Exodus 7. The former Prince of Egypt, Moses, had been called to free God's people. In the process of trying to convince Pharaoh to let the people go, God hardens Pharaoh's heart. Walter Brueggemann, in the New Interpreter's Bible, suggests what this hardening is all about.
The fact that Yehweh both hardens and does signs appears to be simply a literary device for intensification, but there is a quality of political realism in the escalation. That is, action for liberation leads to greater repression, and greater repression produces more intense resolve for liberation. In that process, it is never known who will be first to lose nerve. Moreover, the very sign itself becomes the means whereby the hardening is accomplished, as the very gesture toward liberation is what evokes more repression- i.e. hardening.
Most of us know who eventually loses his nerve in the Exodus story. Pharaoh let's the Israelites go. Forty years later they settle in the Promised Land. Years following they finally have a begotten King, David. David moves the temple. Strike One, Strike Two, Strike Three, and we are back to Jesus.
Now the Gospel writer of Luke was a researcher. He wanted to get the story right for Theophilus. That being said, I do not believe he was trying to create a connection between Pharaoh and Jesus. I think he was just using a phrase of the day. I am drawing the connection for the sake of understanding Jesus better. It is through Jesus' actions I see we have two choices: we can either harden our face, or harden our heart.
As we already know the Samaritans and the Judeans didn't get along. By the time of Jesus, Samaritans wouldn't even allow visitors a place to stay if they were headed to Jerusalem. Many who travelled just decided to take the long way around and avoid the villages altogether. The Jewish sentiment toward Samaritans were not that different. There was a clear divide between the two groups.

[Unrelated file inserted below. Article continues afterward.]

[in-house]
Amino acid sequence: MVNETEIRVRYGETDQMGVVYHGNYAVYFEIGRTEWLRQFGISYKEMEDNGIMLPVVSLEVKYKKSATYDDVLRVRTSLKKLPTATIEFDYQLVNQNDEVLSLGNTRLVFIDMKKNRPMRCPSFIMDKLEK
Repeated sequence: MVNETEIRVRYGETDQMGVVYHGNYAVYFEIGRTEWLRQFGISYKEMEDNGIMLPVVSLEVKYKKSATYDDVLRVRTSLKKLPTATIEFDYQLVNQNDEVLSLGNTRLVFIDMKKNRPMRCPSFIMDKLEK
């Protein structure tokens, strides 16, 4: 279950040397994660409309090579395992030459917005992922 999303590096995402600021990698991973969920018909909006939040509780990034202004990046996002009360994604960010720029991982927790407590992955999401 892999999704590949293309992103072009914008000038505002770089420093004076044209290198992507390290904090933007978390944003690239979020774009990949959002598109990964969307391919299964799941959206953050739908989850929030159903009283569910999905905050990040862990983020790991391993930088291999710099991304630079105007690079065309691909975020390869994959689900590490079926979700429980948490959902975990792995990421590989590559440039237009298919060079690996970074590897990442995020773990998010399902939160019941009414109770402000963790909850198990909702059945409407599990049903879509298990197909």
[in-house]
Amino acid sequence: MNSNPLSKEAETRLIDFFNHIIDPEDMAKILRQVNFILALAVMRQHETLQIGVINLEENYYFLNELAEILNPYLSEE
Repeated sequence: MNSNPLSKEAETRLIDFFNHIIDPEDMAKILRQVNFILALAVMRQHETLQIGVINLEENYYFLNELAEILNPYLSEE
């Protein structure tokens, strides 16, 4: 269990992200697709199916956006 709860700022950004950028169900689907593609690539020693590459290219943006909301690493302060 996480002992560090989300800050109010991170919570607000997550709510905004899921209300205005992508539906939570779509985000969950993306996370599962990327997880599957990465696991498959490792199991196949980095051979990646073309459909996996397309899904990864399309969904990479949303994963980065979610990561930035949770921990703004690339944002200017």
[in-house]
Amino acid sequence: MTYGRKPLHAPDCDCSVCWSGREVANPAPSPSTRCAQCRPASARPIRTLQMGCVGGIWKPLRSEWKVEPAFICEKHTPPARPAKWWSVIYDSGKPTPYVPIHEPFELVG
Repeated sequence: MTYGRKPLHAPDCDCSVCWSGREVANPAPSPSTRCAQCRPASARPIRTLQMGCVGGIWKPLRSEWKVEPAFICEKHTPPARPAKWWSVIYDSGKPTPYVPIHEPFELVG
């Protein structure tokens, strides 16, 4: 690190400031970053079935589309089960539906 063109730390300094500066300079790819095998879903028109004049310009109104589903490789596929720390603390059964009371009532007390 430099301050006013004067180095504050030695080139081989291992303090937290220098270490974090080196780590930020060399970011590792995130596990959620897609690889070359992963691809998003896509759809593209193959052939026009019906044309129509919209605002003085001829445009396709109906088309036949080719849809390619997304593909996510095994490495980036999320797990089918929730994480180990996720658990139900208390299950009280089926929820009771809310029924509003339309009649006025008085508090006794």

Jesus' call to the world was to the world. The whole world. Everyone. Every being. Not just to the Jews. Not just to the Samaritans. Not just to the Gentiles. Not just to the sinners. Not just to the saints. Not just to the oppressed. Not just to the oppressors. Every single one. That kind of call doesn't allow for choosing sides. Yet, in this scripture that is exactly what Jesus is asked to do. There's the Samaritan's who do not want to give Jesus a place to stay when they discover he is heading to Jerusalem. Jesus could denounce Jerusalem and her people to be welcomed in the village. Instead they continue on to another village. Then there's the Disciples who suggest raining down fire as Elijah did through God to the Samaritans of old. Jesus, in turn, rebuked or spoke sternly to them. Two sides. Choosing either side would solidify a purpose. A people to help. But, Jesus wasn't there to be put on a team. Jesus was for everyone. Jesus wanted to heal the people, not break them further apart. Therefore, he didn't choose the Samaritans or Jerusalem for "Foxes have dens and the birds in the sky have nests, but the Human One has no place to lay his head." By not choosing he was ostracized by both groups. He hardened his face, his resolve; not his heart. To amend Brueggemann's words slightly to connect it to today's scripture: Action for restoration and true relationship leads to greater disconnect, and greater disconnection produces more intense resolve for restoration.